"I get to laugh and cry with my clients and give them comfort," she says. "I enjoy being able to make a physical difference as well; getting tattooed or pierced causes your brain to release a lot of endorphins and adrenaline."

Johnson's pain therapy clients include a woman going through a lengthy, gruesome divorce from her abusive husband and another who is a former alcoholic and cutter and is now in the process of covering up her scars with tattoos.

"She's told me that every time she gets a scar covered, the pain of getting tattooed reminds her that she never wants to drink again, because she never wants to wake up in a puddle of blood ever again," Johnson says.

Faylin – who asked only to be identified by her scene name (a pseudonym that allows those who practice BSDM to remain anonymous) – has a personal history with mental illness and self-injury (specifically cutting), and has been unofficially part of the kink scene since she was a teenager. When she got her first tattoo at 21, she says she could recognize it as a replacement for cutting herself; it gave her a similar feeling, but without the potential for irreversible harm. She has now been self-injury free for about five years. "Unlike cutting, I have never been one to just show up for a tattoo any time I needed to fulfill that urge," Faylin says.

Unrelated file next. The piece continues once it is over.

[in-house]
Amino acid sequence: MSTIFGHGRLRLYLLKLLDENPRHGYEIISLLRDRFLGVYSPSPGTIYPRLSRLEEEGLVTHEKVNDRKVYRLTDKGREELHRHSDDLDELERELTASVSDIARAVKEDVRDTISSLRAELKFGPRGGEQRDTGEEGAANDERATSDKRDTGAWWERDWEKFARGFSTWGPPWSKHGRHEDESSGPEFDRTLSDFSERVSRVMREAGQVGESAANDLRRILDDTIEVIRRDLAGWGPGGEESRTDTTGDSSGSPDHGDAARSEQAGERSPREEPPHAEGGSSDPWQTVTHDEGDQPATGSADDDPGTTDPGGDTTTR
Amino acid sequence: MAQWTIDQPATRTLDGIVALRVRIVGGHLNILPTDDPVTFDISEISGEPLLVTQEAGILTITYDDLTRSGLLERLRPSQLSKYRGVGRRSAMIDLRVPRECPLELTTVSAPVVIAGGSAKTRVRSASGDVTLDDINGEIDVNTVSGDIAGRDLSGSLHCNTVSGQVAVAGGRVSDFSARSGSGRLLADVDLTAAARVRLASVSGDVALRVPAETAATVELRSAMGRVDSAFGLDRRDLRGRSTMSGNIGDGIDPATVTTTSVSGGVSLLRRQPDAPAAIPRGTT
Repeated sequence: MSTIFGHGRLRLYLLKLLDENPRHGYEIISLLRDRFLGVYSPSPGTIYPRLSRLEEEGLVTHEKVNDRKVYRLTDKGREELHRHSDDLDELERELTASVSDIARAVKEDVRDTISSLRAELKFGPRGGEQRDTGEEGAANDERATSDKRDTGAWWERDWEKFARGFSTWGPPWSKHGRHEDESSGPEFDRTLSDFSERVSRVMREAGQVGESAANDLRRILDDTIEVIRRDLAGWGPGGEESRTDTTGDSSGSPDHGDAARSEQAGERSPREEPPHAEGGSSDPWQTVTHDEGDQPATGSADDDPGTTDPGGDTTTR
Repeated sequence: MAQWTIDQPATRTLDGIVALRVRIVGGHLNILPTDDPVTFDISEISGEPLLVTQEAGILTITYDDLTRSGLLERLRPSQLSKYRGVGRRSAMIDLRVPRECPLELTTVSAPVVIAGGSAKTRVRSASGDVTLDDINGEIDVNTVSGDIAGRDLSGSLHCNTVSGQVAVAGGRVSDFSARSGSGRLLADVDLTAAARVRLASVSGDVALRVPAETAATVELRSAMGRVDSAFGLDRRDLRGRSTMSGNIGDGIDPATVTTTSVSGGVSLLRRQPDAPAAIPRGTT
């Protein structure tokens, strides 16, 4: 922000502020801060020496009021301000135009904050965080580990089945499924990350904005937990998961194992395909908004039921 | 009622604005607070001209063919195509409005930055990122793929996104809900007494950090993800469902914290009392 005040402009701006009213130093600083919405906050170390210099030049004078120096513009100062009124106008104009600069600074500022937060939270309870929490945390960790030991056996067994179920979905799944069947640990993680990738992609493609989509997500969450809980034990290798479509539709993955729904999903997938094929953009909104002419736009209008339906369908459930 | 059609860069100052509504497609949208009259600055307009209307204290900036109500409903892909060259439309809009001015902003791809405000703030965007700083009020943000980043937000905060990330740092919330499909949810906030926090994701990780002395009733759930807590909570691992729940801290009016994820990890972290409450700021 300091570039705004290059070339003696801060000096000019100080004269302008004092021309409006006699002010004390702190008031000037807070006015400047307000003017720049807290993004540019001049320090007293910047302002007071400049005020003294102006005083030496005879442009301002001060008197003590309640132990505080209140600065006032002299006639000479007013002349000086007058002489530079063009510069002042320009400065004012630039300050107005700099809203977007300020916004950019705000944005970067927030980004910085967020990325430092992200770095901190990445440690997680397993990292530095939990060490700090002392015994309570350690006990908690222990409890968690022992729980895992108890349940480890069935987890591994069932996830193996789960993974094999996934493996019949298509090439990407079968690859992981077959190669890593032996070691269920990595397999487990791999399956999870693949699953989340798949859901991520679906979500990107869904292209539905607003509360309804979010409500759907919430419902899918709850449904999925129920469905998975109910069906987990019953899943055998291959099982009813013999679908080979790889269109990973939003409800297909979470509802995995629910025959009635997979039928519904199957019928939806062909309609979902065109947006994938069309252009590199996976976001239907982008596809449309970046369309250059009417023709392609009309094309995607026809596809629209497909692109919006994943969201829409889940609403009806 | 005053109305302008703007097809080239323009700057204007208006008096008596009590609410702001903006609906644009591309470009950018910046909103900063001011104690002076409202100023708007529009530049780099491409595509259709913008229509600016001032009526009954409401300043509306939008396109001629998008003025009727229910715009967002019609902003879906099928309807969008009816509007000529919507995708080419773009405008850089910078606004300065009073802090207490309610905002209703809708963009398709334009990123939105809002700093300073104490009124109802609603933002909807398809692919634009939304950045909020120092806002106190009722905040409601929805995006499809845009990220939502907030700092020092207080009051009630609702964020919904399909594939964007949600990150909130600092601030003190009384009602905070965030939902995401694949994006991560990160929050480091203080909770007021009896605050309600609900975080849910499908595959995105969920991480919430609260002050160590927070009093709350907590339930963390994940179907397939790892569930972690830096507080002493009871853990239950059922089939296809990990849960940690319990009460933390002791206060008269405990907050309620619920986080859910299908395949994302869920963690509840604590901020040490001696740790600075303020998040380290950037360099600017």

The main distinction between healthy pain and self-harm, according to Johnson, is that therapeutic pain involves safety and consent. Unlike self-harm, which comes with numerous risks – including cutting too deeply, contracting an infection or even death – people who get pain therapy via tattoos do so under the guidance of trained professionals who can provide a safe, sterile environment.

Anabelle Bernard Fournier, a sex and kink writer, likens it to being able to recognize the difference between recreational drug use and addictive substance use behavior. The same is true of BDSM, Fourier explains, although she says that BDSM practices are rarely disordered because they are done within a community with certain guidelines, and many people to protect you – from others and yourself.

"John receiving 'church' from his friend is like a doctor prescribing heroin to an addict [in places like Switzerland, where it's legal] so he can go on with his life, functioning like a normal human," Fournier says.

She says that in the majority of cases, needle play and similar practices like flesh hooks are perfectly healthy, including when it's an alternative to self-harm because the fact that someone else is involved makes it inherently safer.